Pets and DV- report card

It is not surprising that there is regrettably sometimes a link between those who abuse their partners and their pets. It is sad to clear clients recall how their partners would hit their dog or cat… SCORECARD- WHAT EACH STATE AND TERRITORY PROHIBITS ACT “Domestic violence” includes conduct that is directed at a pet of… Read More »Custom Single Post Header

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Pets and DV- report card

It is not surprising that there is regrettably sometimes a link between those who abuse their partners and their pets. It is sad to clear clients recall how their partners would hit their dog or cat…

SCORECARD- WHAT EACH STATE AND TERRITORY PROHIBITS

ACT

“Domestic violence” includes conduct that is directed at a pet of a relevant person and is an animal violence offence or is a threat, made to a relevant person, to do anything to a pet of the person or another relevant person that, if done, would be an animal violence offence.

The legislation has a range of retrictions contained in any domestic violence order, but nothing specific about pets.

NSW

No specific mention of pets.

QLD

Pets are mentioned as an example as to what constitutes domestic violence:

wilful damage to the other person’s property;
Example of paragraph (b)—
wilfully injuring a defacto’s pet

There is no specific mention in examples of orders as to pets.

SA

No specific mention of pets.

NT

No specific mention of pets.

Victoria

No specific mention of pets.

Tasmania

No specific mention of pets.

WA

The defintion of “family and domestic violence” includes:

damaging the person’s property, including the injury or death of an animal that is the person’s property

There is no specific mention in examples of orders as to pets.
Information from the American Humane Association (equivalent to the RSPCA):

News from the US:

Research Finds Pet Abusers Are More Dangerous in Domestic Violence

An intriguing new research study is reporting that batterers who also abuse family pets use more forms of violence, demonstrate greater use of controlling behaviors and are more dangerous than batterers who do not abuse pets. Catherine A. Simmons of the University of Tennessee and Peter Lehmann of the University of Texas at Arlington conducted a study of 1,283 female pet owners in Texas domestic violence shelters. Of those who owned pets, 25 percent indicated their abuser committed some form of pet abuse. The pet-abusing batterers were more likely to use physical violence, sexual violence, marital rape, emotional violence and stalking to control and intimidate their victims. Simmons and Lehmann reported that men who abuse the family pet appear to be more dangerous, and the research indicates a need for domestic violence workers to address pet abuse within the context of assessment, treatment and safety planning.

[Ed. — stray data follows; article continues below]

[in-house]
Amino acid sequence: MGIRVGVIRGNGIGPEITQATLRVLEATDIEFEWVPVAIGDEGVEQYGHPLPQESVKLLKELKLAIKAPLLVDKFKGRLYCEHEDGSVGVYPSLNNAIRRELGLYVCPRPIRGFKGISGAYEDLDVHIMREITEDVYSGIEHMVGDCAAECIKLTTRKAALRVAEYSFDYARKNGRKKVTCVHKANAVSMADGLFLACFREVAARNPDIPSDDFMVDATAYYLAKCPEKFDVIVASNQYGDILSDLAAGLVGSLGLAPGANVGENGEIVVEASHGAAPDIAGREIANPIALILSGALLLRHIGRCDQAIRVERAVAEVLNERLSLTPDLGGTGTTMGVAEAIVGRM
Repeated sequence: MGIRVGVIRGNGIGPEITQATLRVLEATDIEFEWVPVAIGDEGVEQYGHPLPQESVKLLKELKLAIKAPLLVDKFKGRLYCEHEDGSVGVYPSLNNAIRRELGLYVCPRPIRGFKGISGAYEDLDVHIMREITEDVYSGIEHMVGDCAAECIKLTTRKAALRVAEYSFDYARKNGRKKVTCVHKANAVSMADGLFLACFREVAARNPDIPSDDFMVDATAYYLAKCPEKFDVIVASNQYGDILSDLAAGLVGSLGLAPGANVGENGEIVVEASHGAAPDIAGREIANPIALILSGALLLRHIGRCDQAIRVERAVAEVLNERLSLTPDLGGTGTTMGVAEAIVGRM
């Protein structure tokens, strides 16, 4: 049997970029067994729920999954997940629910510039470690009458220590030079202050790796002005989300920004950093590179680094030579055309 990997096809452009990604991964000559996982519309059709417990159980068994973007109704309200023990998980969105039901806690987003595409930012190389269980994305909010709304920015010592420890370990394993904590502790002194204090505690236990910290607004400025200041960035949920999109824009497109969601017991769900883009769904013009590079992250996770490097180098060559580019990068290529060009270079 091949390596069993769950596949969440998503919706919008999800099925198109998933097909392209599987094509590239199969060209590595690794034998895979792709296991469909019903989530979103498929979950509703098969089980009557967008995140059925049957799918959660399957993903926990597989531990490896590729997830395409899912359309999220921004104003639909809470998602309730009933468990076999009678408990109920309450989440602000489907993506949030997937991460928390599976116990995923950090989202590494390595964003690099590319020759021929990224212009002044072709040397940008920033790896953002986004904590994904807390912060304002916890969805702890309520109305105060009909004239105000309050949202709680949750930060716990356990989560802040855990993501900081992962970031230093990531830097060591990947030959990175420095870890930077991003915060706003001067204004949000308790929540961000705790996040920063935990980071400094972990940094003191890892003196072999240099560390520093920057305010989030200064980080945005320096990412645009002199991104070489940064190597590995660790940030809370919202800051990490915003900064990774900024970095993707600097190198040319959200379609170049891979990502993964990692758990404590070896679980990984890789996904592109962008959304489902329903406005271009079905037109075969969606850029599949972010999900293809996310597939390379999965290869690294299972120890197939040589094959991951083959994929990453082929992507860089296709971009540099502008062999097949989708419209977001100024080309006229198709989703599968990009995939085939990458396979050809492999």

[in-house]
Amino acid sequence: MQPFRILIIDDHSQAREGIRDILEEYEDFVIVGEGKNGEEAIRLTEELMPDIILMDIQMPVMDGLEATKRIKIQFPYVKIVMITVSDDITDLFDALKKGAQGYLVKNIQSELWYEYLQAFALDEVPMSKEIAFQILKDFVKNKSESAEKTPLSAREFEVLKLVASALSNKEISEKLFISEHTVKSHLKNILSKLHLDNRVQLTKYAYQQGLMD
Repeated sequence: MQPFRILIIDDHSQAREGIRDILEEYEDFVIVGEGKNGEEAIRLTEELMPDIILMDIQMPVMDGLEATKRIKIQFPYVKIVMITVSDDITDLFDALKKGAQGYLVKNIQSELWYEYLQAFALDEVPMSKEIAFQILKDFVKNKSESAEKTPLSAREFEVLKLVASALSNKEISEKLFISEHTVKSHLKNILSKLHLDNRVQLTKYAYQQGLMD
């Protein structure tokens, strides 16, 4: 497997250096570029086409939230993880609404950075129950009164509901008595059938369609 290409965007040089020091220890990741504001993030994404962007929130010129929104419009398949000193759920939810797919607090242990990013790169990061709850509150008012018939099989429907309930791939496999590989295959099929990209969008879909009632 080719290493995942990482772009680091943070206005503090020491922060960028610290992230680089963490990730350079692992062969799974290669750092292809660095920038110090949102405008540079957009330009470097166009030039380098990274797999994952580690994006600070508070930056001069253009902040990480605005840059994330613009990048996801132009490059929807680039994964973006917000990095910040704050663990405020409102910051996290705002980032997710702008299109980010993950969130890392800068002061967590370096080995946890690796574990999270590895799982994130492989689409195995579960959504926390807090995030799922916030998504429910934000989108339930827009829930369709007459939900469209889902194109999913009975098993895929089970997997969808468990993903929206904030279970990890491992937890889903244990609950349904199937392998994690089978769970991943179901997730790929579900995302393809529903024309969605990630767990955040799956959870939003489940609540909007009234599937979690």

Source: Simmons, C.A., & Lehmann, P. (2007). Exploring the link between pet abuse and controlling behaviors in violent relationships. Journal of Interpersonal Violence, 22(9), 1211-1222.

Legislative Update: More Laws Enacted to Include Pets in Protective Orders

California and Illinois have become the most recent states to enact legislation that enables judges to include pets in domestic violence protection orders. Illinois H.B. 9 was signed into law on Aug 17 and Gov. Arnold Schwarzenegger signed S.B. 353 on Sept. 11, which authorizes courts to order the petitioner to be granted exclusive care, custody or control of animals belonging to the petitioner, respondent or minor child and to order the respondent to stay away from the animal. These states join Maine, Vermont, New York, Connecticut, Tennessee, Colorado and Nevada with laws including the pets of domestic violence victims, and/or their children, under protection coverage. Similar bills are pending in several other states.

In Indiana, Gov. Mitch Daniels signed into law on May 4, 2007, Public Law 171-2007, which adds domestic violence animal cruelty to the state’s anti-cruelty statutes (IC 35-46-3-12.5). While not addressing protective orders, the new law makes it a Class D felony for a person to knowingly or intentionally kill a vertebrate animal with the intent to threaten, intimidate, coerce, harass or terrorize a family or household member.

Source of US news: (US) National Coalition Against Domestic Violence

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Stephen Page’s Paper presented to the Legal Services Commission, Adelaide on 19 November, 2021.